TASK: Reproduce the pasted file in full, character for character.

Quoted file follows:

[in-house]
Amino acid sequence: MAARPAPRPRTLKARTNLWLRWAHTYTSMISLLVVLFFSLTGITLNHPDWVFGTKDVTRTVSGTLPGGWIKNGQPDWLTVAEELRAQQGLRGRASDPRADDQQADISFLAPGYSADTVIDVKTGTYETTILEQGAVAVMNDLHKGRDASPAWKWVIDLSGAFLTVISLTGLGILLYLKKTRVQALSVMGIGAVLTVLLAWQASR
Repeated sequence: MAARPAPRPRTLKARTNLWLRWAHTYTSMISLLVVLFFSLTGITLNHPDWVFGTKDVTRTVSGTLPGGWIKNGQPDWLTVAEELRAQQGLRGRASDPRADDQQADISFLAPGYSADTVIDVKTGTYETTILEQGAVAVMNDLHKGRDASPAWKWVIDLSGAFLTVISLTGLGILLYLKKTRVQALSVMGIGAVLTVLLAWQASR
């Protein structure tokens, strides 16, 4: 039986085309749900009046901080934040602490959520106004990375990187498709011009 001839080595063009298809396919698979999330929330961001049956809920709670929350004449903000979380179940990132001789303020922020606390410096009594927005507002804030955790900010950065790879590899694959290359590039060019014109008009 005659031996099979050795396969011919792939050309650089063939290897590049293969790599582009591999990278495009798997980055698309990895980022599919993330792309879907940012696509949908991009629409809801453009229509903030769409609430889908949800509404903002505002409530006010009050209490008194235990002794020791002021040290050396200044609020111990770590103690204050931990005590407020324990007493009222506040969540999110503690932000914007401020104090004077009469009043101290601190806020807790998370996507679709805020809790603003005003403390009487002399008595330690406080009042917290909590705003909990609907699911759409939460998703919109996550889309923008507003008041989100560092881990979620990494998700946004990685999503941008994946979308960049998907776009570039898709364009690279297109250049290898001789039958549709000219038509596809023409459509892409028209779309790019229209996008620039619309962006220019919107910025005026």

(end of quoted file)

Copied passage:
[in-house]
Amino acid sequence: MAARPAPRPRTLKARTNLWLRWAHTYTSMISLLVVLFFSLTGITLNHPDWVFGTKDVTRTVSGTLPGGWIKNGQPDWLTVAEELRAQQGLRGRASDPRADDQQADISFLAPGYSADTVIDVKTGTYETTILEQGAVAVMNDLHKGRDASPAWKWVIDLSGAFLTVISLTGLGILLYLKKTRVQALSVMGIGAVLTVLLAWQASR
Repeated sequence: MAARPAPRPRTLKARTNLWLRWAHTYTSMISLLVVLFFSLTGITLNHPDWVFGTKDVTRTVSGTLPGGWIKNGQPDWLTVAEELRAQQGLRGRASDPRADDQQADISFLAPGYSADTVIDVKTGTYETTILEQGAVAVMNDLHKGRDASPAWKWVIDLSGAFLTVISLTGLGILLYLKKTRVQALSVMGIGAVLTVLLAWQASR
């Protein structure tokens, strides 16, 4: 039986085309749900009046901080934040602490959520106004990375990187498709011009 001839080595063009298809396919698979999330929330961001049956809920709670929350004449903000979380179940990132001789303020922020606390410096009594927005507002804030955790900010950065790879590899694959290359590039060019014109008009 005659031996099979050795396969011919792939050309650089063939290897590049293969790599582009591999990278495009798997980055698309990895980022599919993330792309879907940012696509949908991009629409809801453009229509903030769409609430889908949800509404903002505002409530006010009050209490008194235990002794020791002021040290050396200044609020111990770590103690204050931990005590407020324990007493009222506040969540999110503690932000914007401020104090004077009469009043101290601190806020807790998370996507679709805020809790603003005003403390009487002399008595330690406080009042917290909590705003909990609907699911759409939460998703919109996550889309923008507003008041989100560092881990979620990494998700946004990685999503941008994946979308960049998907776009570039898709364009690279297109250049290898001789039958549709000219038509596809023409459509892409028209779309790019229209996008620039619309962006220019919107910025005026």